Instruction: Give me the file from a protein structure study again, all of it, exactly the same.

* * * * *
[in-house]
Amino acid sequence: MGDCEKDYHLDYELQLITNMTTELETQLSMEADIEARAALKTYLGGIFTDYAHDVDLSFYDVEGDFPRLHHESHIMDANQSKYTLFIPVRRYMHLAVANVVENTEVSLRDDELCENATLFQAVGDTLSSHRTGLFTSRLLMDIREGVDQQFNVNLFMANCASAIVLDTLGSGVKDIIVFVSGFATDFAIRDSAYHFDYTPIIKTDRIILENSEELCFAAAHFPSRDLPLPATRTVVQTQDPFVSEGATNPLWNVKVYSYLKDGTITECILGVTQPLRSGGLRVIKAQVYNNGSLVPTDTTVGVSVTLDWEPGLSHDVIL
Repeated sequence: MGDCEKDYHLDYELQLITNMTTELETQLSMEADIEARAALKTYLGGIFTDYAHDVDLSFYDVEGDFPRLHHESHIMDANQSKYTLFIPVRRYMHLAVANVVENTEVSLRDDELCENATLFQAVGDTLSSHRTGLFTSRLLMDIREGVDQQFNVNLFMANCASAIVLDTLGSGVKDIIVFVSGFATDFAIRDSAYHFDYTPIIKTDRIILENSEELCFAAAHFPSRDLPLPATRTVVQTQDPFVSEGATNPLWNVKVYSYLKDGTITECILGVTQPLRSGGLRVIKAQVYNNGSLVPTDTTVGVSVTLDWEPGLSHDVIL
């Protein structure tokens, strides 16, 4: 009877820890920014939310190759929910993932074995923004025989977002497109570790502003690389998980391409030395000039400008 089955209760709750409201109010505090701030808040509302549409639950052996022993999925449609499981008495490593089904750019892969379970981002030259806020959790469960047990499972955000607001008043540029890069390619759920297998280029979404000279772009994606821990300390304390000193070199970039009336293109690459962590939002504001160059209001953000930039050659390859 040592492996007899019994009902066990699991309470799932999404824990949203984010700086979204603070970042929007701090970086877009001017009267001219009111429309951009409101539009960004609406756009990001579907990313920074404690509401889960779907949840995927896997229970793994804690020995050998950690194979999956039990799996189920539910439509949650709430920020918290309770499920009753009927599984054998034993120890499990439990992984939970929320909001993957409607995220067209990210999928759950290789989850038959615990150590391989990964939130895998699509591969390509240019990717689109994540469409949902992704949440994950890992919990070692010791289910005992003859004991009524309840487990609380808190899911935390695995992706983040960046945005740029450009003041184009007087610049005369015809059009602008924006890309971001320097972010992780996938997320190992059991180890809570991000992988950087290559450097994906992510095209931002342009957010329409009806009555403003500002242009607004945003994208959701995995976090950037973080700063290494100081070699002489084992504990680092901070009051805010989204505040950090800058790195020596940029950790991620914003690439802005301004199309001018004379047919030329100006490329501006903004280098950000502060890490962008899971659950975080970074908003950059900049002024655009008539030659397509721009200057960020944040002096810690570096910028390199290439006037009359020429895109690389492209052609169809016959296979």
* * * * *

[in-house]
Amino acid sequence: MGDCEKDYHLDYELQLITNMTTELETQLSMEADIEARAALKTYLGGIFTDYAHDVDLSFYDVEGDFPRLHHESHIMDANQSKYTLFIPVRRYMHLAVANVVENTEVSLRDDELCENATLFQAVGDTLSSHRTGLFTSRLLMDIREGVDQQFNVNLFMANCASAIVLDTLGSGVKDIIVFVSGFATDFAIRDSAYHFDYTPIIKTDRIILENSEELCFAAAHFPSRDLPLPATRTVVQTQDPFVSEGATNPLWNVKVYSYLKDGTITECILGVTQPLRSGGLRVIKAQVYNNGSLVPTDTTVGVSVTLDWEPGLSHDVIL
Repeated sequence: MGDCEKDYHLDYELQLITNMTTELETQLSMEADIEARAALKTYLGGIFTDYAHDVDLSFYDVEGDFPRLHHESHIMDANQSKYTLFIPVRRYMHLAVANVVENTEVSLRDDELCENATLFQAVGDTLSSHRTGLFTSRLLMDIREGVDQQFNVNLFMANCASAIVLDTLGSGVKDIIVFVSGFATDFAIRDSAYHFDYTPIIKTDRIILENSEELCFAAAHFPSRDLPLPATRTVVQTQDPFVSEGATNPLWNVKVYSYLKDGTITECILGVTQPLRSGGLRVIKAQVYNNGSLVPTDTTVGVSVTLDWEPGLSHDVIL
């Protein structure tokens, strides 16, 4: 009877820890920014939310190759929910993932074995923004025989977002497109570790502003690389998980391409030395000039400008 089955209760709750409201109010505090701030808040509302549409639950052996022993999925449609499981008495490593089904750019892969379970981002030259806020959790469960047990499972955000607001008043540029890069390619759920297998280029979404000279772009994606821990300390304390000193070199970039009336293109690459962590939002504001160059209001953000930039050659390859 040592492996007899019994009902066990699991309470799932999404824990949203984010700086979204603070970042929007701090970086877009001017009267001219009111429309951009409101539009960004609406756009990001579907990313920074404690509401889960779907949840995927896997229970793994804690020995050998950690194979999956039990799996189920539910439509949650709430920020918290309770499920009753009927599984054998034993120890499990439990992984939970929320909001993957409607995220067209990210999928759950290789989850038959615990150590391989990964939130895998699509591969390509240019990717689109994540469409949902992704949440994950890992919990070692010791289910005992003859004991009524309840487990609380808190899911935390695995992706983040960046945005740029450009003041184009007087610049005369015809059009602008924006890309971001320097972010992780996938997320190992059991180890809570991000992988950087290559450097994906992510095209931002342009957010329409009806009555403003500002242009607004945003994208959701995995976090950037973080700063290494100081070699002489084992504990680092901070009051805010989204505040950090800058790195020596940029950790991620914003690439802005301004199309001018004379047919030329100006490329501006903004280098950000502060890490962008899971659950975080970074908003950059900049002024655009008539030659397509721009200057960020944040002096810690570096910028390199290439006037009359020429895109690389492209052609169809016959296979």